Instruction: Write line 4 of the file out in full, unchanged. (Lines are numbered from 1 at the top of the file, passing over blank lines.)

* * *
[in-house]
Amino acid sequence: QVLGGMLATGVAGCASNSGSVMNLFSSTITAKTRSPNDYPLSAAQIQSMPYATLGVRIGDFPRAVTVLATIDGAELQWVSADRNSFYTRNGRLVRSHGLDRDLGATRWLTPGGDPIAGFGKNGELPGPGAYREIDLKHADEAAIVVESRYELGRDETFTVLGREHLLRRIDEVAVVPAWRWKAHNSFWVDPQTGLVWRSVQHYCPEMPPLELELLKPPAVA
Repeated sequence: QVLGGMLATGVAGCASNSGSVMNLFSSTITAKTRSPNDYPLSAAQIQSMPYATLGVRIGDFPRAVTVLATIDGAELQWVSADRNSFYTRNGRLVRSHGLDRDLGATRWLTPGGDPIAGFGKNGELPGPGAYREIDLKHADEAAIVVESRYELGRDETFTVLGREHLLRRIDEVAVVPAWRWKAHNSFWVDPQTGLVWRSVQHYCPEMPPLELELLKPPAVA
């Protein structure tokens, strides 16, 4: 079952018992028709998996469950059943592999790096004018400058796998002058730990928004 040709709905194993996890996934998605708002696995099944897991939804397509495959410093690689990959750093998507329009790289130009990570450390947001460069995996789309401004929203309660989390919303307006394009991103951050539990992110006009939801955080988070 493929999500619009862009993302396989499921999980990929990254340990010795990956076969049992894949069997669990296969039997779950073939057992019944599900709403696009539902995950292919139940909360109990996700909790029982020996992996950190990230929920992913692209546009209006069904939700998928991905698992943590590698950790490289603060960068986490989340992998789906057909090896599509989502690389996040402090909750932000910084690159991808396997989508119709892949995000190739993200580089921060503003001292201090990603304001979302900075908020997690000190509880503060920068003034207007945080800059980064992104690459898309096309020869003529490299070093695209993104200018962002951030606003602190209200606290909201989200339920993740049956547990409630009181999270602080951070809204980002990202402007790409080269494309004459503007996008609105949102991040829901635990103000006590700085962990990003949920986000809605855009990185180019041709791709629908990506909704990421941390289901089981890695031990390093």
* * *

């Protein structure tokens, strides 16, 4: 079952018992028709998996469950059943592999790096004018400058796998002058730990928004 040709709905194993996890996934998605708002696995099944897991939804397509495959410093690689990959750093998507329009790289130009990570450390947001460069995996789309401004929203309660989390919303307006394009991103951050539990992110006009939801955080988070 493929999500619009862009993302396989499921999980990929990254340990010795990956076969049992894949069997669990296969039997779950073939057992019944599900709403696009539902995950292919139940909360109990996700909790029982020996992996950190990230929920992913692209546009209006069904939700998928991905698992943590590698950790490289603060960068986490989340992998789906057909090896599509989502690389996040402090909750932000910084690159991808396997989508119709892949995000190739993200580089921060503003001292201090990603304001979302900075908020997690000190509880503060920068003034207007945080800059980064992104690459898309096309020869003529490299070093695209993104200018962002951030606003602190209200606290909201989200339920993740049956547990409630009181999270602080951070809204980002990202402007790409080269494309004459503007996008609105949102991040829901635990103000006590700085962990990003949920986000809605855009990185180019041709791709629908990506909704990421941390289901089981890695031990390093």